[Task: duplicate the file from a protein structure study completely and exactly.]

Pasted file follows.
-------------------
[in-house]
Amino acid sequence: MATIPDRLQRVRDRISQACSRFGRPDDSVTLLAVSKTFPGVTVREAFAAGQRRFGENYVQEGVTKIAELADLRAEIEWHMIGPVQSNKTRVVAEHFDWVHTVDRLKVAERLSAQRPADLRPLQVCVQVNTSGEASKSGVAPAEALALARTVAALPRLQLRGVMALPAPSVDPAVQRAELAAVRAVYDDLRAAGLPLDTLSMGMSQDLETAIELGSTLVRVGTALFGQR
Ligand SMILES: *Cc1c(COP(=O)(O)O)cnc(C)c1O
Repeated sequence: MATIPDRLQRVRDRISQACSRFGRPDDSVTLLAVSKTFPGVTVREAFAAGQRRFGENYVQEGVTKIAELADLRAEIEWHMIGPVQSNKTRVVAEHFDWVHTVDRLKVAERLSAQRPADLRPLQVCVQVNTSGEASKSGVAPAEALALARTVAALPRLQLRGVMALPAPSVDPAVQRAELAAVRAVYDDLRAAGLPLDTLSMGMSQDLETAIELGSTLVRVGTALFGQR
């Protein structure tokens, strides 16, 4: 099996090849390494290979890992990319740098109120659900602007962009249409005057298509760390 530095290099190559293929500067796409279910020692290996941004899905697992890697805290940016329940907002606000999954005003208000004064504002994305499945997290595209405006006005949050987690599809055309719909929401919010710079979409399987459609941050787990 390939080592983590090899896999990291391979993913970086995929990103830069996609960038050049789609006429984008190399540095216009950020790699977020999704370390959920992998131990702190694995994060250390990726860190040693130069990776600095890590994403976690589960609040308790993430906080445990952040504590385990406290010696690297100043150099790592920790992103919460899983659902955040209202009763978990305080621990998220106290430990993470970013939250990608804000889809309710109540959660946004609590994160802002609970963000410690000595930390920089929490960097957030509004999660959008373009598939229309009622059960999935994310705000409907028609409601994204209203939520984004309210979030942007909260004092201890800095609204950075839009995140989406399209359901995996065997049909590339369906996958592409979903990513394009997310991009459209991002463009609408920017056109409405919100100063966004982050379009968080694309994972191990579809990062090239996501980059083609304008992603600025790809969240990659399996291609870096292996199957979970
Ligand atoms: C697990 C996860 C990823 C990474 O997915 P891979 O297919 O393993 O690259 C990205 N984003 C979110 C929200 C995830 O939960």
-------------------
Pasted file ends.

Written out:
[in-house]
Amino acid sequence: MATIPDRLQRVRDRISQACSRFGRPDDSVTLLAVSKTFPGVTVREAFAAGQRRFGENYVQEGVTKIAELADLRAEIEWHMIGPVQSNKTRVVAEHFDWVHTVDRLKVAERLSAQRPADLRPLQVCVQVNTSGEASKSGVAPAEALALARTVAALPRLQLRGVMALPAPSVDPAVQRAELAAVRAVYDDLRAAGLPLDTLSMGMSQDLETAIELGSTLVRVGTALFGQR
Ligand SMILES: *Cc1c(COP(=O)(O)O)cnc(C)c1O
Repeated sequence: MATIPDRLQRVRDRISQACSRFGRPDDSVTLLAVSKTFPGVTVREAFAAGQRRFGENYVQEGVTKIAELADLRAEIEWHMIGPVQSNKTRVVAEHFDWVHTVDRLKVAERLSAQRPADLRPLQVCVQVNTSGEASKSGVAPAEALALARTVAALPRLQLRGVMALPAPSVDPAVQRAELAAVRAVYDDLRAAGLPLDTLSMGMSQDLETAIELGSTLVRVGTALFGQR
């Protein structure tokens, strides 16, 4: 099996090849390494290979890992990319740098109120659900602007962009249409005057298509760390 530095290099190559293929500067796409279910020692290996941004899905697992890697805290940016329940907002606000999954005003208000004064504002994305499945997290595209405006006005949050987690599809055309719909929401919010710079979409399987459609941050787990 390939080592983590090899896999990291391979993913970086995929990103830069996609960038050049789609006429984008190399540095216009950020790699977020999704370390959920992998131990702190694995994060250390990726860190040693130069990776600095890590994403976690589960609040308790993430906080445990952040504590385990406290010696690297100043150099790592920790992103919460899983659902955040209202009763978990305080621990998220106290430990993470970013939250990608804000889809309710109540959660946004609590994160802002609970963000410690000595930390920089929490960097957030509004999660959008373009598939229309009622059960999935994310705000409907028609409601994204209203939520984004309210979030942007909260004092201890800095609204950075839009995140989406399209359901995996065997049909590339369906996958592409979903990513394009997310991009459209991002463009609408920017056109409405919100100063966004982050379009968080694309994972191990579809990062090239996501980059083609304008992603600025790809969240990659399996291609870096292996199957979970
Ligand atoms: C697990 C996860 C990823 C990474 O997915 P891979 O297919 O393993 O690259 C990205 N984003 C979110 C929200 C995830 O939960």